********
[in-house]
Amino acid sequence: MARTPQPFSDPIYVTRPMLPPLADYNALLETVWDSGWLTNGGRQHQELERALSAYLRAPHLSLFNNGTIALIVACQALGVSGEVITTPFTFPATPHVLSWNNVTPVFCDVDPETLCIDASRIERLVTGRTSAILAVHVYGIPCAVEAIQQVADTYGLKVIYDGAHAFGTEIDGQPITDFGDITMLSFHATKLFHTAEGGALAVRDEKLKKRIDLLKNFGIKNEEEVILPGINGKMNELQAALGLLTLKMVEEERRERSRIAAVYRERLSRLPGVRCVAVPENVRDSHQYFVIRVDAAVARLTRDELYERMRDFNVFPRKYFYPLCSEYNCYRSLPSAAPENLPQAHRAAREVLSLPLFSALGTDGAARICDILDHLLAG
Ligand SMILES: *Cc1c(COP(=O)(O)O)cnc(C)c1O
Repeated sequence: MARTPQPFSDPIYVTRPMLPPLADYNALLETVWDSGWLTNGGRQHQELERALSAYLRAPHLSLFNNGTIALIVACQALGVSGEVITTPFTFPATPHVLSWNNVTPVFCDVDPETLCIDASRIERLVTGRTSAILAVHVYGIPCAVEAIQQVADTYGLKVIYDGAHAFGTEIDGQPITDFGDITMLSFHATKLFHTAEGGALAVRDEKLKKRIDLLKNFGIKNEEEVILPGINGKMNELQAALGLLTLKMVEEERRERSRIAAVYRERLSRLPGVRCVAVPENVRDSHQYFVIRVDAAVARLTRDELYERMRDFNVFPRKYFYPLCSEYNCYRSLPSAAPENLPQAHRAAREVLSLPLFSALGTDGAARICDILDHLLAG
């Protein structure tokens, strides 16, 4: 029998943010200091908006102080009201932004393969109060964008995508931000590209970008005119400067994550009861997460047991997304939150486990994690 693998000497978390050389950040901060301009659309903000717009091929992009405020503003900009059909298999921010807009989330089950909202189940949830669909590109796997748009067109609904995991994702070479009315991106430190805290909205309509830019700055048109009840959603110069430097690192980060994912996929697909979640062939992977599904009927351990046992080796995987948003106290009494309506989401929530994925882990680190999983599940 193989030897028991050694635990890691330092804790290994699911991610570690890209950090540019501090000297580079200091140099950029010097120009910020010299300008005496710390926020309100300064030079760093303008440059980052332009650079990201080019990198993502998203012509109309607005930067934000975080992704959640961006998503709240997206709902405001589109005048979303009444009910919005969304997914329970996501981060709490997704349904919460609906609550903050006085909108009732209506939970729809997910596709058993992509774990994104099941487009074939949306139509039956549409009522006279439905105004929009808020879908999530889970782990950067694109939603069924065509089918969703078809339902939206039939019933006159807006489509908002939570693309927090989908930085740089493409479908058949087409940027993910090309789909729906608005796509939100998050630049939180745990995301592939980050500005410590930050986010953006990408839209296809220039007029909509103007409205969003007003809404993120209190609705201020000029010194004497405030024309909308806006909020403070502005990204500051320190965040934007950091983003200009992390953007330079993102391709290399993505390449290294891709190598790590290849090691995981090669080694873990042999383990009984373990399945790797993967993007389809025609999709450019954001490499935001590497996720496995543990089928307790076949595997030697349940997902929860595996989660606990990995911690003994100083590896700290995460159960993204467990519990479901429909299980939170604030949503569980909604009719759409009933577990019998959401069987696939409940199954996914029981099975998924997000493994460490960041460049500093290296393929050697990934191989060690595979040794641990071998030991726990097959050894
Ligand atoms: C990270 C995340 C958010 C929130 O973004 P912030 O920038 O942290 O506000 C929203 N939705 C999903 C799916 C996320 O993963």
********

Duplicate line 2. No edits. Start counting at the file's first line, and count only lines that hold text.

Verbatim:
Amino acid sequence: MARTPQPFSDPIYVTRPMLPPLADYNALLETVWDSGWLTNGGRQHQELERALSAYLRAPHLSLFNNGTIALIVACQALGVSGEVITTPFTFPATPHVLSWNNVTPVFCDVDPETLCIDASRIERLVTGRTSAILAVHVYGIPCAVEAIQQVADTYGLKVIYDGAHAFGTEIDGQPITDFGDITMLSFHATKLFHTAEGGALAVRDEKLKKRIDLLKNFGIKNEEEVILPGINGKMNELQAALGLLTLKMVEEERRERSRIAAVYRERLSRLPGVRCVAVPENVRDSHQYFVIRVDAAVARLTRDELYERMRDFNVFPRKYFYPLCSEYNCYRSLPSAAPENLPQAHRAAREVLSLPLFSALGTDGAARICDILDHLLAG